DENMARK - The Danish ministry of taxation says it needs another month before ending discrimination against pension polices bought from foreign-based providers.

Denmark has an unusual system of taxing investment income on pension savings, as well as the eventual benefits. A ministry official put the tax on investment yields at DKK14-19bn (€1.88-2.55bn), depending on the performance of financial markets.

The Danish Insurance Association, which represents public-sector occupational retirement schemes as well as insurers, put the figure even higher.

The ministry is concerned to ensure that in ending discrimination, it does not haemorrhage the existing take on investment income as Danes look abroad for a pension policy.

Last month the European Court of Justice ruled that Denmark could not continue to charge a higher rate of tax on investment income of pension polices bought from foreign providers.

The DIA does not believe that in obeying the ruling, the Danish state will lose existing revenue. According to Anne Seiersen, head of department at the DIA, the tax discrimination has dissuaded all but a negligible sum of people from purchasing foreign-based policies.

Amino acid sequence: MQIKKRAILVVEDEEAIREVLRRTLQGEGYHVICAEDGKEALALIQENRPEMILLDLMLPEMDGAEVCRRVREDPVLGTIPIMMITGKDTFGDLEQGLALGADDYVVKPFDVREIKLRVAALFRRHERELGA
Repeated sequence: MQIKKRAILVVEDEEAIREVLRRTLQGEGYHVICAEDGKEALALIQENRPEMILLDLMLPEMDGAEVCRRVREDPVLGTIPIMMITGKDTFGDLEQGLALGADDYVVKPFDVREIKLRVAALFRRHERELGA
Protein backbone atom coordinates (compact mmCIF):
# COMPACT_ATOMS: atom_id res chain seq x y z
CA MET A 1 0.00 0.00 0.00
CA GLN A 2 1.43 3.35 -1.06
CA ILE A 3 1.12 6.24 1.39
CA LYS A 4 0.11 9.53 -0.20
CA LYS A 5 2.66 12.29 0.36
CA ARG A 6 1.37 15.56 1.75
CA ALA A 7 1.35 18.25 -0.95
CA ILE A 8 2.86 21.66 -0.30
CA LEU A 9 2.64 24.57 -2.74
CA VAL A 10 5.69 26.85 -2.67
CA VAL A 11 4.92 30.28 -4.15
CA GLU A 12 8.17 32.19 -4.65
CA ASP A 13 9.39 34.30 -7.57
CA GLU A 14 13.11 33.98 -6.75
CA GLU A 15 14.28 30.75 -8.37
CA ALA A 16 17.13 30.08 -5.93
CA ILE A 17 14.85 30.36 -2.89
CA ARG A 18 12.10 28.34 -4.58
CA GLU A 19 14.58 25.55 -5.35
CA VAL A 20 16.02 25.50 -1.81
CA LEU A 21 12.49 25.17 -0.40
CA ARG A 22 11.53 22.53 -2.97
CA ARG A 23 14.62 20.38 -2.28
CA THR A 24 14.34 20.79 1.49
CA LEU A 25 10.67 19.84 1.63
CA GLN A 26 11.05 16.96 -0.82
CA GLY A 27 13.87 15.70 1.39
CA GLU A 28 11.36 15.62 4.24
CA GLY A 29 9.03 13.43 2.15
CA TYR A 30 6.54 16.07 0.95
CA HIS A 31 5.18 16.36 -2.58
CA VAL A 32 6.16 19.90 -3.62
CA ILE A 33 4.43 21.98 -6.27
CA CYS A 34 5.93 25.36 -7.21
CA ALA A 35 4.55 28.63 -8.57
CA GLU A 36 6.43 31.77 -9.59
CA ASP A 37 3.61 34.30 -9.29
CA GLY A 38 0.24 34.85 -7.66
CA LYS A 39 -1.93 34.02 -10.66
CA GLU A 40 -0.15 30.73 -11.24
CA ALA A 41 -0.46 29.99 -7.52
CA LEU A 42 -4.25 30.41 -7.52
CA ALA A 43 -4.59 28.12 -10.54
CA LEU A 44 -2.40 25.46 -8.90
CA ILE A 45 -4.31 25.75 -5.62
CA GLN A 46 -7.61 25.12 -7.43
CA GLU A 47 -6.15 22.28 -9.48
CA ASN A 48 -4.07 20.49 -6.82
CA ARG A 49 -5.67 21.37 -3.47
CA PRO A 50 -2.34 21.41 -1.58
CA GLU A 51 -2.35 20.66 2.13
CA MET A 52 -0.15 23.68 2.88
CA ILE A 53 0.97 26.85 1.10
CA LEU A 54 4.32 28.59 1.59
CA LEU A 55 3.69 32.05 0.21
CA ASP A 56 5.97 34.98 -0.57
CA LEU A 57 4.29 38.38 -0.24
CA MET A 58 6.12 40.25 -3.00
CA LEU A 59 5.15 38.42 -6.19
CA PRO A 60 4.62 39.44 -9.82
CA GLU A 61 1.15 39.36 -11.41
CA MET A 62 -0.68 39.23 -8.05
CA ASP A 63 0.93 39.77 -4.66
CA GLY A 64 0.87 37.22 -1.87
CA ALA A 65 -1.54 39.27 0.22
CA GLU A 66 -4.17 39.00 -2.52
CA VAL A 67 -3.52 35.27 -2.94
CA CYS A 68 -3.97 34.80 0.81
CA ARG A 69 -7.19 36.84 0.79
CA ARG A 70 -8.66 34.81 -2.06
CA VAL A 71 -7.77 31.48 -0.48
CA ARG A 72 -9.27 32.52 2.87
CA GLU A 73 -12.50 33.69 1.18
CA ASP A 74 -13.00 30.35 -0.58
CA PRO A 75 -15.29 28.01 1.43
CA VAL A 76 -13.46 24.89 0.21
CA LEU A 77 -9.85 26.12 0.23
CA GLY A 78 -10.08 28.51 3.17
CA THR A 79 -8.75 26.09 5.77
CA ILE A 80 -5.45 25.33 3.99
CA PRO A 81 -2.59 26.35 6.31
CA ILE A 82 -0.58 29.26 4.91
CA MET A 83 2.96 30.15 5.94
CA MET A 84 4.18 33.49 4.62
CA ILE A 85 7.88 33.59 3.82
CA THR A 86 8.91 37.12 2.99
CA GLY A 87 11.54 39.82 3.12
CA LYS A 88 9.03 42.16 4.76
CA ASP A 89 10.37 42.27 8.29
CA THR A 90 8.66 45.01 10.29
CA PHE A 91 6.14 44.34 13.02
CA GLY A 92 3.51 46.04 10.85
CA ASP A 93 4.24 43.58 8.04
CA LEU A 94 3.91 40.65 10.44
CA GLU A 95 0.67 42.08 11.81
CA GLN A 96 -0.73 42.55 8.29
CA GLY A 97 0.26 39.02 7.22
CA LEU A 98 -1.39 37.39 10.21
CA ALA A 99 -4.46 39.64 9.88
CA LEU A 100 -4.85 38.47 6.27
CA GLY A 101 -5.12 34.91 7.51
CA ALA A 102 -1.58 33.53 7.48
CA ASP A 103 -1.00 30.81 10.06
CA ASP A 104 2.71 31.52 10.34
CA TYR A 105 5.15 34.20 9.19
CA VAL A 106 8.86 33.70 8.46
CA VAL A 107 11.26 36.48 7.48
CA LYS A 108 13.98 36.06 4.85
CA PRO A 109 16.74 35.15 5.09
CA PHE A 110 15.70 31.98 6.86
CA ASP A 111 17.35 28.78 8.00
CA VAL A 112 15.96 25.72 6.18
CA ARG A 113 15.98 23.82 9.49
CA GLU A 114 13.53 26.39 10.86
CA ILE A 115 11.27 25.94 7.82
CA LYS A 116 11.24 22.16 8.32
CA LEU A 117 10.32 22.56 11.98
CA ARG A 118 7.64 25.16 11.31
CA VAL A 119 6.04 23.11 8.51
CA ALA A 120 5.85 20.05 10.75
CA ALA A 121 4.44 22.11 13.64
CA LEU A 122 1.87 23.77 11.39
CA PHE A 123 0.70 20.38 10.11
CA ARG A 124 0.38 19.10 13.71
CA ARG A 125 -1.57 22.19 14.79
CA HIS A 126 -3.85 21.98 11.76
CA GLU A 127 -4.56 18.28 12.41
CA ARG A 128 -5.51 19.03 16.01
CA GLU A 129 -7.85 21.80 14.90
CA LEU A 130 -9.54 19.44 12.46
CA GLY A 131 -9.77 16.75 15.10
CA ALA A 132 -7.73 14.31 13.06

But the ministry is nervous lest abolition of discrimination encourages foreign providers to create schemes that lure Danish money abroad, possibly illicitly.

"It is harder for our ministry to control what is going on abroad, " said Seiersen, adding that Danish providers have no reason to fear fair competition.

Sweden finds itself in a similar position to Denmark. Following the ECJ ruling, one leading commentator feared that Swedes would seek ways to move their money to lower tax environments. "We are very tax-evasive in this country," said Mikael Nyman, editor of the Swedish financial newsletter, Pensioner & Förmåner.

Seiersen believes that the Danish state can prevent such abuses by refusing to permit contributions to leave the country unless the provider and policyholder provide sufficient information for the ministry of taxation to track the policy. The European Commission is understood to support this strategy too.